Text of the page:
M: You know, I really liked it, and I felt it was very insightful, and I could see … that you’re like, well, we really think this way? And is it good for people thinking the Jewish community pushes that on other cultures? “You should be doing this, you should be doing that.” And I felt like, that’s really insightful but that’s not what the video was about. So I felt like, my grandfather is [in] no way like that. … I was going to respond to you with that alone. … I mean, it’s 1984, and anything goes in 1984, in my opinion. And in Montreal … we’re very open with culture, with its variety. … I mean, we all have our feelings about other cultures, but we get along, you know what I mean? … No one’s judged based on where they’re from, it’s all about who they are and how they act.
N: Well, first of all, I’d say probably Canadians on the whole are getting along better these days than Americans are. I’m sure you’re acutely aware of the divisions and polarizations here. I don’t want to get into that. I’ll just say Canadians are a bit more harmonious than we are right now.
M: You know, we say “Sorry.”
N: Exactly. I appreciate getting the chance to clarify what you were talking about. … In terms of certain aspects of how he was performing, [the video] reflected how your grandfather was, but in a way it really didn’t. And that it also was not made in the spirit of trying to proselytize. I didn’t really think it was a serious attempt to do that kind of outreach, but it just brought up a lot of things about that. … But the video is clearly not meant to be taken all that seriously. … The idea of a rappin’ rabbi is funny in and of itself, but then it was executed very cleverly. So i appreciated that. But I’m happy to get a chance to tell the story a little more.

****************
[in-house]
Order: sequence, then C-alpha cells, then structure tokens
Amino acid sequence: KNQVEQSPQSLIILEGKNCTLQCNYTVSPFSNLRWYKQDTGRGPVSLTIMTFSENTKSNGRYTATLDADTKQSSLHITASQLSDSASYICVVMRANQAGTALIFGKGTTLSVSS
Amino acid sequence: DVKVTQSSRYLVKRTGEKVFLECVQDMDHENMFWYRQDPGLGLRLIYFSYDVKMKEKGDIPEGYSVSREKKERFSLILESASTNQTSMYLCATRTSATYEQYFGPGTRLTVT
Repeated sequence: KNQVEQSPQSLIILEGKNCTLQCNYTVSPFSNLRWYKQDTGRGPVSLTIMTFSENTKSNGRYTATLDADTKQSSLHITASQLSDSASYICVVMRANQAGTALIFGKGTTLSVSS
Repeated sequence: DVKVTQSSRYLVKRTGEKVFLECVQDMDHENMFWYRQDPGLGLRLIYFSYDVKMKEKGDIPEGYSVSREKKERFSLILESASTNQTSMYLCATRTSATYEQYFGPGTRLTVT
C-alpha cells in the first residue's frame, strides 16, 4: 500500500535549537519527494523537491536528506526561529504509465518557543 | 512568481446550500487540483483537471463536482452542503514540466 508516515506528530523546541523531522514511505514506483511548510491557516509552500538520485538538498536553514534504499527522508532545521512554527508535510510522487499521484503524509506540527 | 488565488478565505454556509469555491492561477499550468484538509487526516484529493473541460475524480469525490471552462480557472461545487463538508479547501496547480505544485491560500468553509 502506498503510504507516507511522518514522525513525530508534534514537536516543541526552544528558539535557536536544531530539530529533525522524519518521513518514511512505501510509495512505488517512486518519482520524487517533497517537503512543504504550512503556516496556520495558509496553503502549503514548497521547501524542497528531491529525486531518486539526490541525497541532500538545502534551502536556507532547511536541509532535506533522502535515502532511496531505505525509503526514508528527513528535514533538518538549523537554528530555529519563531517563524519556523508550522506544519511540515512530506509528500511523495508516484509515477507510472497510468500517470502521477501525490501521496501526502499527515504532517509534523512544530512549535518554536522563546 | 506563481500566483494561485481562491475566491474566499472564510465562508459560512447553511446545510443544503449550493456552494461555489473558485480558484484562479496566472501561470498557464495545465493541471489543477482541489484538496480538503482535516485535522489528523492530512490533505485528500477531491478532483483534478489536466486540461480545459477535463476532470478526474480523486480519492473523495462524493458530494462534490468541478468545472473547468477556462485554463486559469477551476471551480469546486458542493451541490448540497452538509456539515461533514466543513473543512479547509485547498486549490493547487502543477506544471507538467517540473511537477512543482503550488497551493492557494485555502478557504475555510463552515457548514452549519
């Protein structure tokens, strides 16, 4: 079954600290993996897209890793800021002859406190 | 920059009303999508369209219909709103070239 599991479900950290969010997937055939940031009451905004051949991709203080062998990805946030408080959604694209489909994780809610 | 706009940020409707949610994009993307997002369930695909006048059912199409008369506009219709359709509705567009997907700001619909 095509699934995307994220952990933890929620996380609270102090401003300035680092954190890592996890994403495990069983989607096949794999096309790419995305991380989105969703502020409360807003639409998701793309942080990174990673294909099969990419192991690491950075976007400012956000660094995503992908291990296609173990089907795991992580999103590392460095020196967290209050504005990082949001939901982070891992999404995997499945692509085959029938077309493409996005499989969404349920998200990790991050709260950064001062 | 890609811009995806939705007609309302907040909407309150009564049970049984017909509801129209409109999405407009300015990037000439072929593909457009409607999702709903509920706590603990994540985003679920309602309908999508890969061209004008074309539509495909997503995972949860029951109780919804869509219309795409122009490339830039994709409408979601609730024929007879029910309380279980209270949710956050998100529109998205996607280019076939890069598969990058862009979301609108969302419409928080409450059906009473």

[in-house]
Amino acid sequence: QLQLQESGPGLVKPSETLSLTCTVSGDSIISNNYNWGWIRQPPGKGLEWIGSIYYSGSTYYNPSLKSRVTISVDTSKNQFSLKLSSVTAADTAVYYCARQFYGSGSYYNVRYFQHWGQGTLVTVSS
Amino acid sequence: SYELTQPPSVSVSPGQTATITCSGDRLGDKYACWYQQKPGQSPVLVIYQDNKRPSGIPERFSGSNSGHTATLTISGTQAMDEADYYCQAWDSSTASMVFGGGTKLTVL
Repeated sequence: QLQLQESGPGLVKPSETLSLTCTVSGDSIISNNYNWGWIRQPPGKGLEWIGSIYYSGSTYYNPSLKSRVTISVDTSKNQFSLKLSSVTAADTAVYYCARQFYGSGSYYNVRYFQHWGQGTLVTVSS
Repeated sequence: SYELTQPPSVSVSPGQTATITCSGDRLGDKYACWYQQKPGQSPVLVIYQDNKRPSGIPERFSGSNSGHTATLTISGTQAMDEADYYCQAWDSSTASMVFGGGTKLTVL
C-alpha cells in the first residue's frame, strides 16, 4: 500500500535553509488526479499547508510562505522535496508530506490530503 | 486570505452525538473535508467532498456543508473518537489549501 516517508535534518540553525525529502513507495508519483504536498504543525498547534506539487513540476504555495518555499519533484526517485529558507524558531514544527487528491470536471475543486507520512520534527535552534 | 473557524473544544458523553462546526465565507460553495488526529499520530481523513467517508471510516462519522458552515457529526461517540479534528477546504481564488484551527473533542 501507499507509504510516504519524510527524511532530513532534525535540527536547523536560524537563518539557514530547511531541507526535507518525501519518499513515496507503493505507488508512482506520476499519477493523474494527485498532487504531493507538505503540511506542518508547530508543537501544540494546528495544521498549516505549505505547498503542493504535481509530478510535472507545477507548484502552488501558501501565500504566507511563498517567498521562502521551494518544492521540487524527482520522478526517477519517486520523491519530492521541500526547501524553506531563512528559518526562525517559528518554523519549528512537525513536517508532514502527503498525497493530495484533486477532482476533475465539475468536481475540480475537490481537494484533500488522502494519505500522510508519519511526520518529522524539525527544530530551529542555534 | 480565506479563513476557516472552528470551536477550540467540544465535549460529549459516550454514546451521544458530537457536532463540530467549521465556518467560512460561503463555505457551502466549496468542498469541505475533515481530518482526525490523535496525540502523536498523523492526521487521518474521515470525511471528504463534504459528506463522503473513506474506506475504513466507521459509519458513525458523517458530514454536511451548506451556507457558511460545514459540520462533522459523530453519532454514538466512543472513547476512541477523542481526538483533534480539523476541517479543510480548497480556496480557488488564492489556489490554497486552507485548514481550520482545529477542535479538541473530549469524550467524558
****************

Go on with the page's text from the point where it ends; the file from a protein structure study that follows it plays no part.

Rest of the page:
M: It was really nice talking to you about it. I only have great memories of my grandfather. So it’s nice to talk about him. And I know he would appreciate you doing what you’re doing. He was very open like that.
N: Is there anything else you’d like FāVS readers to know about the video, the song, or about your grandfather?
M: He was a very special man in the Jewish community, and truly believed that everybody was equal. And I always try to teach his children and grandchildren that.
N: That’s lovely.